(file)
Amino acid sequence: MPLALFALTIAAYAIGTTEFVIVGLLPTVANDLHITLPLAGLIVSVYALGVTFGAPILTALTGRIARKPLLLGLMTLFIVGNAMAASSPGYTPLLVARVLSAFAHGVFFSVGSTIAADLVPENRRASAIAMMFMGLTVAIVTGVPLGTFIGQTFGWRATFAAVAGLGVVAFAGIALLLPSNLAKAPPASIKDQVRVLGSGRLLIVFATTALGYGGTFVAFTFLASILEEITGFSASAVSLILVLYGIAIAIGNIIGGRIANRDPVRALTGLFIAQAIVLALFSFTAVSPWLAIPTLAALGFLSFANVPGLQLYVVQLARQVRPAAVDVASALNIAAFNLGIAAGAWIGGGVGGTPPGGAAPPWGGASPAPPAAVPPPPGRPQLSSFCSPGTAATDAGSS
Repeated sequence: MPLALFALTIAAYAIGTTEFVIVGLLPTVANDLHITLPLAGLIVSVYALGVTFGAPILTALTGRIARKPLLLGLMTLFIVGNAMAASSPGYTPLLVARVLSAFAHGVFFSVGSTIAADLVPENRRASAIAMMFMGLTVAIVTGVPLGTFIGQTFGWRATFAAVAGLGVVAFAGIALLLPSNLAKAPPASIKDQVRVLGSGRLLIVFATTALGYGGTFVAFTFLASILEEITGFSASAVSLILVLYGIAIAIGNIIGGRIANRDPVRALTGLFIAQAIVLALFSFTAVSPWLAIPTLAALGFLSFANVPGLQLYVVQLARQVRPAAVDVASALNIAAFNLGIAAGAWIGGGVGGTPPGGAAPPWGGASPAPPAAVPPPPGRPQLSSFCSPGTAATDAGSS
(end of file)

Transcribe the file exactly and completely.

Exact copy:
Amino acid sequence: MPLALFALTIAAYAIGTTEFVIVGLLPTVANDLHITLPLAGLIVSVYALGVTFGAPILTALTGRIARKPLLLGLMTLFIVGNAMAASSPGYTPLLVARVLSAFAHGVFFSVGSTIAADLVPENRRASAIAMMFMGLTVAIVTGVPLGTFIGQTFGWRATFAAVAGLGVVAFAGIALLLPSNLAKAPPASIKDQVRVLGSGRLLIVFATTALGYGGTFVAFTFLASILEEITGFSASAVSLILVLYGIAIAIGNIIGGRIANRDPVRALTGLFIAQAIVLALFSFTAVSPWLAIPTLAALGFLSFANVPGLQLYVVQLARQVRPAAVDVASALNIAAFNLGIAAGAWIGGGVGGTPPGGAAPPWGGASPAPPAAVPPPPGRPQLSSFCSPGTAATDAGSS
Repeated sequence: MPLALFALTIAAYAIGTTEFVIVGLLPTVANDLHITLPLAGLIVSVYALGVTFGAPILTALTGRIARKPLLLGLMTLFIVGNAMAASSPGYTPLLVARVLSAFAHGVFFSVGSTIAADLVPENRRASAIAMMFMGLTVAIVTGVPLGTFIGQTFGWRATFAAVAGLGVVAFAGIALLLPSNLAKAPPASIKDQVRVLGSGRLLIVFATTALGYGGTFVAFTFLASILEEITGFSASAVSLILVLYGIAIAIGNIIGGRIANRDPVRALTGLFIAQAIVLALFSFTAVSPWLAIPTLAALGFLSFANVPGLQLYVVQLARQVRPAAVDVASALNIAAFNLGIAAGAWIGGGVGGTPPGGAAPPWGGASPAPPAAVPPPPGRPQLSSFCSPGTAATDAGSS